Sidmouth’s ‘weather man’ steps down after 35 years
- Credit: Archant
After 35 years of taking the measurements for the Met Office, the town’s very own ‘weather man’ is retiring.
Roger Davis was given a specially-inscribed barometer by Stuart Herridge from the Met Office to mark the occasion.
Roger said: “I have been interested in the weather all my life, apparently, I am told, even watching the clouds go by when I was in my pram!
“But I got more seriously involved when an opportunity arose to take the official weather observations for the Met Office at Sidmouth.”
Sidmouth has had an official weather station since 1926, recognised and run by the Met Office as part of its climate monitoring network, to which the data is reported and archived for the nation.
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Roger, who lives in the town, has been responsible for making the daily record of temperature, rainfall, and general conditions.
During his years of service, he has had able assistance from others including John Barrett, John Hodgson, and Roger Everest-Philips.
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“Roger has decided, after many years of volunteering, to take a well-earned retirement. We wish Roger well in his retirement - the Met Office and the scientific community are grateful for your efforts,” Mr Herridge said.
Roger added: “With all the talk of global warming, I have noticed that the winters have got milder, but, Sidmouth, being a coastal resort, there seems to have been little warming during the summer.”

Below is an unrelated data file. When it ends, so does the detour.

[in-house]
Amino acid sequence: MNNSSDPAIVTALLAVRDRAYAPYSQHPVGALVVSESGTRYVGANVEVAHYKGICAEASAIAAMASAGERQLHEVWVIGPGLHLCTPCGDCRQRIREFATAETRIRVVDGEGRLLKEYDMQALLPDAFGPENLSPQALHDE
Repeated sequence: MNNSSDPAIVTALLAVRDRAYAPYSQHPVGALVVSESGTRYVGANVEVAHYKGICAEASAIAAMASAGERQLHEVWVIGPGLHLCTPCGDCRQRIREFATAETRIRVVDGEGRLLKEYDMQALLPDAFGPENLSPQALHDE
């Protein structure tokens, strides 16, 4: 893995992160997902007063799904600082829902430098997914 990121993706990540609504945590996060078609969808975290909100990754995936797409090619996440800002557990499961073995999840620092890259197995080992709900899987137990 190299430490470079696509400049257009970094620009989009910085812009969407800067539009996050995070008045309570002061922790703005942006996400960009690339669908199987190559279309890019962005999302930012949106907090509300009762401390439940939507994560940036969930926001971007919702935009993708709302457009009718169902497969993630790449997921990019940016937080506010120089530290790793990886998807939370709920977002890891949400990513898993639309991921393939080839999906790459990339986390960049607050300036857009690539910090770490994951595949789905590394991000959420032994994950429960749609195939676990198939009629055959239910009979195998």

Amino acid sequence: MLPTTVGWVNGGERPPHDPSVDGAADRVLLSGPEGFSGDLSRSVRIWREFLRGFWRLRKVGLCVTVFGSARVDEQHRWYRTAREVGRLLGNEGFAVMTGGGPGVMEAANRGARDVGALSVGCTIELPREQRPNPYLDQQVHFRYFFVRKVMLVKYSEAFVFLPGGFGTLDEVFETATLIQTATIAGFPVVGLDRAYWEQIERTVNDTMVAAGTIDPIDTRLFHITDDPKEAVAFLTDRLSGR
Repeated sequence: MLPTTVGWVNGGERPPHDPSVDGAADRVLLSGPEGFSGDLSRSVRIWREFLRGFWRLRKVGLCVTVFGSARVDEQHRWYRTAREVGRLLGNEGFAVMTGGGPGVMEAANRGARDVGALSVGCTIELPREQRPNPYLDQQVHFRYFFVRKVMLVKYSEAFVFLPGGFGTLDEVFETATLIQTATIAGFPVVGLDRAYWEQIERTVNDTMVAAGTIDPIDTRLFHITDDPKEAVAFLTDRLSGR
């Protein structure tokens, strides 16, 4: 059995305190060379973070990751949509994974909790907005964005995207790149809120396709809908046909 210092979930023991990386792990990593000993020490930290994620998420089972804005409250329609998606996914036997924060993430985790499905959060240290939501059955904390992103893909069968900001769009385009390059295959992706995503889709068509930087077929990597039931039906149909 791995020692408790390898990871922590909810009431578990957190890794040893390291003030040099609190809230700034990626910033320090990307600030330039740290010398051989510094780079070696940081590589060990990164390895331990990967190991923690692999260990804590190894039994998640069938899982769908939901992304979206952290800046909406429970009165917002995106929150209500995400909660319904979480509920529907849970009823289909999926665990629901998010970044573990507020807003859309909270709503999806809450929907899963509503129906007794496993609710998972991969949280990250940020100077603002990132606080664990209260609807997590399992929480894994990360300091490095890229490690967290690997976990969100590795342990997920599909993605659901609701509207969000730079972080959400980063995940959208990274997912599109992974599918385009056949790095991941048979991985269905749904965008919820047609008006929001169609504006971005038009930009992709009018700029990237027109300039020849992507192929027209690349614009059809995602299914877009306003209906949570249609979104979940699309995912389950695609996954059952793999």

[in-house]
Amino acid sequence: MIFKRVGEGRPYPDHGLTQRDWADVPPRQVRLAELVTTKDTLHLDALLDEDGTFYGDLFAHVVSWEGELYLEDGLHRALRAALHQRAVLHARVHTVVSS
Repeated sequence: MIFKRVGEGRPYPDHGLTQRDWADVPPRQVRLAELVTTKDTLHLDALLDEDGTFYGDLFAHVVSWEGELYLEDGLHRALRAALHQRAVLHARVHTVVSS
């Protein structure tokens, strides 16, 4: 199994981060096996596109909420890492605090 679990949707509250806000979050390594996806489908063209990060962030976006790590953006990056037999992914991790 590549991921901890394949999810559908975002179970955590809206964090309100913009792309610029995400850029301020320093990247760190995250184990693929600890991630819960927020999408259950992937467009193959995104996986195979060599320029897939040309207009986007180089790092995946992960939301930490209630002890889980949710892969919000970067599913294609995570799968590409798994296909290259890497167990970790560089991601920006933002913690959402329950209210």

As a keen weather-watcher, he remembers many notable events over the years, including the severe winter of 1962-63.
Roger has vivid memories of the River Thames being frozen solid at Kingston-upon-Thames in Surrey, the long hot summer of 1976, the blizzard of February 1978, and the five weeks of ‘The Beast from the East’ from late January until early March 1986.
“I will miss taking the observations at Sidmouth, but hopefully some new observers will take on the job and I wish them well. Meanwhile, my weather station will be in my back garden,” he said.
The Met Office is now on the lookout for new volunteers to keep this historic site reporting.
The thermometer screen and rain gauge are adjacent to the bowls and tennis clubs, where readings are taken each morning.
Doing the observations takes only five or 10 minutes per day.